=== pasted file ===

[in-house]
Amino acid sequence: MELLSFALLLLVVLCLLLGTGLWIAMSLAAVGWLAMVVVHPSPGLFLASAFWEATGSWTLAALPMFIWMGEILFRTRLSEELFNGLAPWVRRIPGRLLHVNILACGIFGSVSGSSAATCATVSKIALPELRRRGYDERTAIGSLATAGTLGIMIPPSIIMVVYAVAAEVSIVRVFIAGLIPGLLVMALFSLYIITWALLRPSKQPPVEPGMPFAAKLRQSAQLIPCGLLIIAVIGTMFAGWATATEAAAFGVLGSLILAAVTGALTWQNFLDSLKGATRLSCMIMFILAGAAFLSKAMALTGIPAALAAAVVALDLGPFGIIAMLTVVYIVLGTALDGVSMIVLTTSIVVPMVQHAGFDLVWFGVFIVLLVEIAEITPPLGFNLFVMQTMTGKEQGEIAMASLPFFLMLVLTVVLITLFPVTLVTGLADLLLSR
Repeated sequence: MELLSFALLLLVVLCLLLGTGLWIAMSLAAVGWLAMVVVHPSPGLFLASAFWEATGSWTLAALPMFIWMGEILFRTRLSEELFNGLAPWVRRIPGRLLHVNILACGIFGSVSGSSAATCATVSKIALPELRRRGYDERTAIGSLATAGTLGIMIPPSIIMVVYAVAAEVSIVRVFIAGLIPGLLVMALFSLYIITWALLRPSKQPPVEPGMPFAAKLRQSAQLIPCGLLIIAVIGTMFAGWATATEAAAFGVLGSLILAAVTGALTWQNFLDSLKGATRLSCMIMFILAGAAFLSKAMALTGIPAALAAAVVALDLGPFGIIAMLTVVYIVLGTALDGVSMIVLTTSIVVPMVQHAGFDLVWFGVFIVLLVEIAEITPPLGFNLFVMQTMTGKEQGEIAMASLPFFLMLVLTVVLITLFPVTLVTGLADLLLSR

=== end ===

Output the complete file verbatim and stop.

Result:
[in-house]
Amino acid sequence: MELLSFALLLLVVLCLLLGTGLWIAMSLAAVGWLAMVVVHPSPGLFLASAFWEATGSWTLAALPMFIWMGEILFRTRLSEELFNGLAPWVRRIPGRLLHVNILACGIFGSVSGSSAATCATVSKIALPELRRRGYDERTAIGSLATAGTLGIMIPPSIIMVVYAVAAEVSIVRVFIAGLIPGLLVMALFSLYIITWALLRPSKQPPVEPGMPFAAKLRQSAQLIPCGLLIIAVIGTMFAGWATATEAAAFGVLGSLILAAVTGALTWQNFLDSLKGATRLSCMIMFILAGAAFLSKAMALTGIPAALAAAVVALDLGPFGIIAMLTVVYIVLGTALDGVSMIVLTTSIVVPMVQHAGFDLVWFGVFIVLLVEIAEITPPLGFNLFVMQTMTGKEQGEIAMASLPFFLMLVLTVVLITLFPVTLVTGLADLLLSR
Repeated sequence: MELLSFALLLLVVLCLLLGTGLWIAMSLAAVGWLAMVVVHPSPGLFLASAFWEATGSWTLAALPMFIWMGEILFRTRLSEELFNGLAPWVRRIPGRLLHVNILACGIFGSVSGSSAATCATVSKIALPELRRRGYDERTAIGSLATAGTLGIMIPPSIIMVVYAVAAEVSIVRVFIAGLIPGLLVMALFSLYIITWALLRPSKQPPVEPGMPFAAKLRQSAQLIPCGLLIIAVIGTMFAGWATATEAAAFGVLGSLILAAVTGALTWQNFLDSLKGATRLSCMIMFILAGAAFLSKAMALTGIPAALAAAVVALDLGPFGIIAMLTVVYIVLGTALDGVSMIVLTTSIVVPMVQHAGFDLVWFGVFIVLLVEIAEITPPLGFNLFVMQTMTGKEQGEIAMASLPFFLMLVLTVVLITLFPVTLVTGLADLLLSR